'Sassy" sewing lounge attracts fashion-conscious

Tamara Woods, of Baltimore, works on creating a frog fasterner during a class at the Sassy SEWer, that's part of a series of lessons titled "You Can Make It." (Photo by Brian Krista / February 22, 2012)

The sewing lounge Sassy SEWer in Parkville has eight sewing machines for customers, but when Tamara Woods goes, she takes her own.

It's not just about the machines, she said.

"It's about the dedicated time with other sewers. We all like to do this. We chat. It's fun," she said.

At home, she sews for other people. At Sassy, she works on raising her skill level and she sews things for herself, combining craftsmanship with fashion sense.

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"I love the technical part. But it's the creative part that takes over. You are propelled to finish. To me, it's really exciting. It's energy," Woods said.

Offering advice over the thrum of needles during a recent lounge session in the salon, a single snug room with fabric hung and spread out on almost every surface, was the owner of Sassy SEWer, Blondell Howard.

Howard, a Baltimore native, comes from a sewing family and picked up the skill herself at age 22. Sewing remained a part of her life, but she ended up working in a bank. A company merger left her without a job and she enrolled in the Women Entrepreneurs of Baltimore, a nonprofit that assists in business startups.

She wrote a business plan and obtained a Small Business Administration loan. A acquaintance in real estate found the work space at the rear of the building at 9008 Harford Road, just south of the Beltway. She opened for business in 2007.

"It was tough the first year. I didn't have any customers. Nobody knew I was here," she said.

She kept afloat by teaching, but gradually customers found her and they referred other customers. Sassy SEWer took off.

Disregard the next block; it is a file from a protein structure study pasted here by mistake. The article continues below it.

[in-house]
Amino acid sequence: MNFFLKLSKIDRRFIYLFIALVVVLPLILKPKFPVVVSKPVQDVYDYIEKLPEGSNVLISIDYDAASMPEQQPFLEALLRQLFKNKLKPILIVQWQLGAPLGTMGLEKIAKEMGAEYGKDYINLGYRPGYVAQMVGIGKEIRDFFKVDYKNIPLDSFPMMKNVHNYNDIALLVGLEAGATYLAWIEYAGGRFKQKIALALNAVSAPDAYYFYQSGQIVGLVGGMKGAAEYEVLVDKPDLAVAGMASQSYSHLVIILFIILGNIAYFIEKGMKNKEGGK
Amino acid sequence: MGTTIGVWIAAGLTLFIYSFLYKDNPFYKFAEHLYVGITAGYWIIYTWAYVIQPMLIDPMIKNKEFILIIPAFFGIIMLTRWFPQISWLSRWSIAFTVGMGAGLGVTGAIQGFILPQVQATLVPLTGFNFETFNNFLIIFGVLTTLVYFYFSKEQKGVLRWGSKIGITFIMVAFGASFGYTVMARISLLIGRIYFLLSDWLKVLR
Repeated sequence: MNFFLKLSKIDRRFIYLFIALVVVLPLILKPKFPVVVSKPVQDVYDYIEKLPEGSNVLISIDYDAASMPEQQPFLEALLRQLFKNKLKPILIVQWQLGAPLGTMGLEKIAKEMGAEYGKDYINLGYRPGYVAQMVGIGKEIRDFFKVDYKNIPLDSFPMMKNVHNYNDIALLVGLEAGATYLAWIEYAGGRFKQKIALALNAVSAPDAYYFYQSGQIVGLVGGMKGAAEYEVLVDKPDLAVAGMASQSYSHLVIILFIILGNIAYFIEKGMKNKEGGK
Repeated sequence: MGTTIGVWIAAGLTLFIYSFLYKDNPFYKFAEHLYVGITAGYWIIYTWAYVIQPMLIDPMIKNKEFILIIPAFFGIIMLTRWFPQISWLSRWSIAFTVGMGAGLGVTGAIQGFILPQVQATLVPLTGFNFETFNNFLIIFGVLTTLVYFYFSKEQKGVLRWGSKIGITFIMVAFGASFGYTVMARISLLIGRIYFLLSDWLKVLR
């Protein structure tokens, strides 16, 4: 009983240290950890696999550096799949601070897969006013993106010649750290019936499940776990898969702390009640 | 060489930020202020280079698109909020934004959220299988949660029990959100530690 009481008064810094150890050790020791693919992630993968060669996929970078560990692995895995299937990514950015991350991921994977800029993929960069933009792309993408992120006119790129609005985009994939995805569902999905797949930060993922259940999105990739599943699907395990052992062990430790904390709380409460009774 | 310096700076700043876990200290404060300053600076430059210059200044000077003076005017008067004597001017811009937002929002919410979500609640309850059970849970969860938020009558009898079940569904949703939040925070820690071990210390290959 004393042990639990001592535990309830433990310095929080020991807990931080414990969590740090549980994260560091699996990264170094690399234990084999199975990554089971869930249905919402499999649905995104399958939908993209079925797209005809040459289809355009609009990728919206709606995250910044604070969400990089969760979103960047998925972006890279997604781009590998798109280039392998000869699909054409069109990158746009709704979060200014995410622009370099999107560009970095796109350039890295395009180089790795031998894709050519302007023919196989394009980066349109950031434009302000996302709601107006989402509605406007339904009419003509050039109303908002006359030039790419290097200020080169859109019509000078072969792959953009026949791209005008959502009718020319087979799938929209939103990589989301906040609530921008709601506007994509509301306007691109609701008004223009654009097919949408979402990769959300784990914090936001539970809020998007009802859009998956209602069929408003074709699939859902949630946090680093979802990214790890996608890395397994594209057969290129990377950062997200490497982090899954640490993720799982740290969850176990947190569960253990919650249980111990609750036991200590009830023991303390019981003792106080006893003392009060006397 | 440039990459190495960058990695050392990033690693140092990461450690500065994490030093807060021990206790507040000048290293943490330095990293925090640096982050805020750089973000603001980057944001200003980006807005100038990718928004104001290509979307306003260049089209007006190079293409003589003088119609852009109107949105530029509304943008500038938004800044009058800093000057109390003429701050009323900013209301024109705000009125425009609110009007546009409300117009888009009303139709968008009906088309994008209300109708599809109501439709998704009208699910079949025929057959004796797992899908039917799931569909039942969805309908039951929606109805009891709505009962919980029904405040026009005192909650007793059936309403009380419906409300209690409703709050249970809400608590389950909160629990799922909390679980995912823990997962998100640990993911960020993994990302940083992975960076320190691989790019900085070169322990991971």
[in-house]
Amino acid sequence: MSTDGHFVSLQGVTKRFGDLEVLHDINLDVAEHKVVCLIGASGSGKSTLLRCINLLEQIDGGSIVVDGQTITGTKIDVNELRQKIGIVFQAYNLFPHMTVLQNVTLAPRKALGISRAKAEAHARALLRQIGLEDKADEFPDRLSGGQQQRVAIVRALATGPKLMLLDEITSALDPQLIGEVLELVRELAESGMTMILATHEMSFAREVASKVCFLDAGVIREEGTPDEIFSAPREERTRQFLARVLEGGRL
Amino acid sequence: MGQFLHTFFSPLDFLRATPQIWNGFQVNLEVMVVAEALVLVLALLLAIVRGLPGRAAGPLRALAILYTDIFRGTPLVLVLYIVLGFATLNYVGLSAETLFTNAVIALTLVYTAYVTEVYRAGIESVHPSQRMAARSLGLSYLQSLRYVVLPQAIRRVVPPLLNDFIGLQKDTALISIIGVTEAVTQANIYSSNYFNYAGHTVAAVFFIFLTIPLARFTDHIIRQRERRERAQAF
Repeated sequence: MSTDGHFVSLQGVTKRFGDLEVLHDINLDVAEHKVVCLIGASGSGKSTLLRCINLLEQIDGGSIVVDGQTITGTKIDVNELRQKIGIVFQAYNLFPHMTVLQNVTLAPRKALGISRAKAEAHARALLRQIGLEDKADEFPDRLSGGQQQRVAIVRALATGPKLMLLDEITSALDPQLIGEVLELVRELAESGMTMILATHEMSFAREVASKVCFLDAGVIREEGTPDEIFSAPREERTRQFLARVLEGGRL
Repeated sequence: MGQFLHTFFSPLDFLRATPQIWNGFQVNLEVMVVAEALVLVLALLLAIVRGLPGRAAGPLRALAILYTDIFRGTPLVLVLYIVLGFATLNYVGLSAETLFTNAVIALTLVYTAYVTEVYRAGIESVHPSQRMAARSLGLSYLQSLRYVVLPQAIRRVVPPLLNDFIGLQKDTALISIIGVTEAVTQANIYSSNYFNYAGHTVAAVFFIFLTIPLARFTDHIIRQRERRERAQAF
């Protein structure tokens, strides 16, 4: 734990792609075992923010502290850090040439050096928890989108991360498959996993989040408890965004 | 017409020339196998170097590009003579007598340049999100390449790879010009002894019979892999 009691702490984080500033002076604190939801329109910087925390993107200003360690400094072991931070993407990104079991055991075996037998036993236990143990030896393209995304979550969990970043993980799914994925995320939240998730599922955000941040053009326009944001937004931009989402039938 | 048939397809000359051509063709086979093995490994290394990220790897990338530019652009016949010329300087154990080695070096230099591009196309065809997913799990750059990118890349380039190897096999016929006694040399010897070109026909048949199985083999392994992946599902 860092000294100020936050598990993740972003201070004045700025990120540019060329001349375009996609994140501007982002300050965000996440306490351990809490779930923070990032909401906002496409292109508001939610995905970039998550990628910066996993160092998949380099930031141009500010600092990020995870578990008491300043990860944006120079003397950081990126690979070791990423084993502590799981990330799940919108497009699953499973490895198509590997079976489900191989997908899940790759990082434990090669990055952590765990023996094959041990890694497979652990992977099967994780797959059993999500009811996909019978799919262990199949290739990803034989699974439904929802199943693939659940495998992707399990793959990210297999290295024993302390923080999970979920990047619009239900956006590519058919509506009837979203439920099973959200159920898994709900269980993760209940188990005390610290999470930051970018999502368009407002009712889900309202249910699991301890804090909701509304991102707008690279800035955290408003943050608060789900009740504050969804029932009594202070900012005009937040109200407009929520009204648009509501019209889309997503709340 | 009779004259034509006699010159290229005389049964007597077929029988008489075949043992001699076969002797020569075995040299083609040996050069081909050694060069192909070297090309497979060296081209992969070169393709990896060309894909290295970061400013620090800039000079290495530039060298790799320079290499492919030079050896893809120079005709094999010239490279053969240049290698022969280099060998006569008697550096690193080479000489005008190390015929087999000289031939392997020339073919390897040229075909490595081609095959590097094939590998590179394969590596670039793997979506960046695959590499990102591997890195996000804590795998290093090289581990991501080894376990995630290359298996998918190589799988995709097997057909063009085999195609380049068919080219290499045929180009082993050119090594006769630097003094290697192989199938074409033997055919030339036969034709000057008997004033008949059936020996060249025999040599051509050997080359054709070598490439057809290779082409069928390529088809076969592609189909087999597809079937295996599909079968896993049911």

A nationwide boom in interest in the needle trade at the same time didn't hurt.

Why this fascination with a craft many associate with granny?

Here's a clue. Substitute the word "fashionista" for "seamstress." Needle and thread got hip. It's no surprise that the original sewing lounge, Stitch Lounge, opened in San Francisco.

"They started popping up all over the place," said Dyanne Marte, fashion design program coordinator at Baltimore City Community College.

Howard and Marte both credit the popularity of fashion-related TV shows such as"Project Runway"with sparking interest.

But Marte thinks it's more than that. The overseas outsourcing of mass production garment-making left a stateside vacuum that sewing lounges moved in to fill.

"A lot of people don't want to wear generic clothes, but something that reflects their creativity. They are willing to pay more for something like that," she said.

Marte said the students she sees in her BCCC program may end up in fields as diverse as merchandising or photography, but all share a curiousity about clothing design.

"There's a lot of mystery about fashion," she said.

The trendiness of sewing lounges is reflected it its youth appeal. Howard said she runs four classes for youngsters with six kids per class.